Surviving Large Unfamiliar Codebases

Zander Hill

July 10, 2014

A Harrowing Tale of Legacy Apps and Oracle Databases

My Background


  • Polyglot. Ruby by day, statically typed by night. Remote work evangelist.

  • Use vim for coding and Emacs for writing this presentation.

  • <3 modal editing and longs walks through documentation.

Where I Work

  • Work at a product company on team with 20 Engineers. Around 80 Engineers when including all software development teams.

  • We've had our primary website since 1999 (.NET).

  • Currently support two primary sites and ~ 10 secondary services.

Permanent and Semi-Permanent Datastores
Permanent and Semi-Permanent Datastores


Old Site
Old Site

We've got history :).

  • Started in 1999 (date of first website on wayback machine)

  • 2 Apps still on ruby-1.8.7.

  • At least one still on rails-2.3.x.

Legacy Code

Starts simple as an application with a few routes


Extra Features

  • Background processing

Painful Features

  • Integrate RPC
  • Parse complex and irregular .XLS uploads
  • Parse irregular XML feeds

Add various managers/CEOs

Changing Business Goals

Introduce 50 devs

  • Varying backgrounds
  • Various skill levels
  • Various coding patterns

Agitate for 5+ yrs


How to make things happy?



  • Searching
  • Debugging
  • Communication
  • Testing


How to search efficiently in codebase

Know your ack

Search + Edit

  • the-silver-searcher + wrapper tool called sack.

Search + Edit

  • To Edit



def troublesome_method
    require 'pry';binding.pry


def troublesome_method_where_we_cant_see_answer
    require 'pry';binding.pry_remote

$ bundle exec pry-remote


Team + VCS == Sum of Knowledge

Know who's expert with what

  • Who has 3+ yrs with company?
  • Who knows the multidimensional Oracle DB?
  • Who knows why we chose this routing scheme?
  • Who knows how to navigate social dynamics/politics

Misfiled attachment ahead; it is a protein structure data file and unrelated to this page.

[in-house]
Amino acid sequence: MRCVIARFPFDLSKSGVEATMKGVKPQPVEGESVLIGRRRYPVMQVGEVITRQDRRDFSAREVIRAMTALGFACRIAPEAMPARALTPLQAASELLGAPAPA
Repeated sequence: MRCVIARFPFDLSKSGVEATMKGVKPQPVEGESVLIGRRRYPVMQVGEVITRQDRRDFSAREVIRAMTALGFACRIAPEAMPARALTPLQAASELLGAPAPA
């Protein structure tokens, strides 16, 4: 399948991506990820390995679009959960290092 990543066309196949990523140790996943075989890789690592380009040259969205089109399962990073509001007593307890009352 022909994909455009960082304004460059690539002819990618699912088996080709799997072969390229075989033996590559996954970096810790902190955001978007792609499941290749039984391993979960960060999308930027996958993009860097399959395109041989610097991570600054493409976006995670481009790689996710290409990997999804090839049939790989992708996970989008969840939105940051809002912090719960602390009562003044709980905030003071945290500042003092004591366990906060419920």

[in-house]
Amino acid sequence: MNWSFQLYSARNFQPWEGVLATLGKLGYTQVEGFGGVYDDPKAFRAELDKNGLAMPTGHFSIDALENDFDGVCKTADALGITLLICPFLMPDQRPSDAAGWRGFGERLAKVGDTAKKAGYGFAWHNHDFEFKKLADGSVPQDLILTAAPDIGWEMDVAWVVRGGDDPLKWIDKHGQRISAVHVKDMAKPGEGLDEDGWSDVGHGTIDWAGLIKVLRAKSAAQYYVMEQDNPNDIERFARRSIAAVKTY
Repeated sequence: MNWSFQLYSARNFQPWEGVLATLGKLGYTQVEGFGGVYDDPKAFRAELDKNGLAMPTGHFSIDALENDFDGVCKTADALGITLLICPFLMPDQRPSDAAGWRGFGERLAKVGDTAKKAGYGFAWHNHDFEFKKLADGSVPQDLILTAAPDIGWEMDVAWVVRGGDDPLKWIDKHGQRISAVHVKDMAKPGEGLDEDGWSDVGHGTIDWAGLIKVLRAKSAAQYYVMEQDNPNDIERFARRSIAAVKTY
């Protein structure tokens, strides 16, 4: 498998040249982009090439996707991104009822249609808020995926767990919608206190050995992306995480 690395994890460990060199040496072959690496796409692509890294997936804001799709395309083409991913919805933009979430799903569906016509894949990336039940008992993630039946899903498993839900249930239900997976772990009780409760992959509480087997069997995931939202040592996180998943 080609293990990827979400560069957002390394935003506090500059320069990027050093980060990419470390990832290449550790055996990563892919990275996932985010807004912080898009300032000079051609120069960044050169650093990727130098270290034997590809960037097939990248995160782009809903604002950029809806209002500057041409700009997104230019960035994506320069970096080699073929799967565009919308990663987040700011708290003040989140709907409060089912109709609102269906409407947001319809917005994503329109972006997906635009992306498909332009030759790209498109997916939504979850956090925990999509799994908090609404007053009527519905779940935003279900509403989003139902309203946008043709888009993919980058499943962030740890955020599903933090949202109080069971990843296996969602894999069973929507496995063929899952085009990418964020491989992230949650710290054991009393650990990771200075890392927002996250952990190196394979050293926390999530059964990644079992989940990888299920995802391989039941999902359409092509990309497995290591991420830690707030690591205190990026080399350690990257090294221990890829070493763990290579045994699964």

Humans knowledge is important

  • They'll have context that might be lost in commit
  • They might have navigated that issue before

Go out of your way for people

When the devs can't speak

Code Archeology

  • Who here has a shortcut in their editor for git blame?
  • What about a shortcut for opening a Pivotal Story (or other project tracker)?
  • Are your commits tagged with story information?

Code Archeology

  • Fugitive.vim by @tpope

Code Archeology


Testing - In a Perfect World

  • Unit (minitest/rspec/jasmine)
  • Integration (cucumber)
  • Smoke tests
  • Human QA team

Testing - In the Real World

  • Some unit (minitest/rspec/jasmine), sparse Integration
  • Manual smoke test at the end of a change
  • Human QA team

Coping Strategies

  • Use VCR at app boundary for APIs that you don't control

Coping Strategies

  • Mock carefully, stub even more carefully.
  • Keep logic in places that can easily be tested
  • Away from views.


Coping Strategies

  • Wrap tests with scaffold tests before changes
  • Approvals.gem
  • Possibly disposable, consider in your context.

Still Exploring

  • Property based testing/generative testing with Rantly
  • Ruby contracts (a pale version of Haskell function typing)

Closing Thoughts

Think about how you write code

Write Once; Read Many

Write for the Maintenance

Write for the least experienced dev on team

Write for the Tired Dev

El Fin

Zander Hill

  email: '',
  github: 'ZPH',
  twitter: '@_ZPH',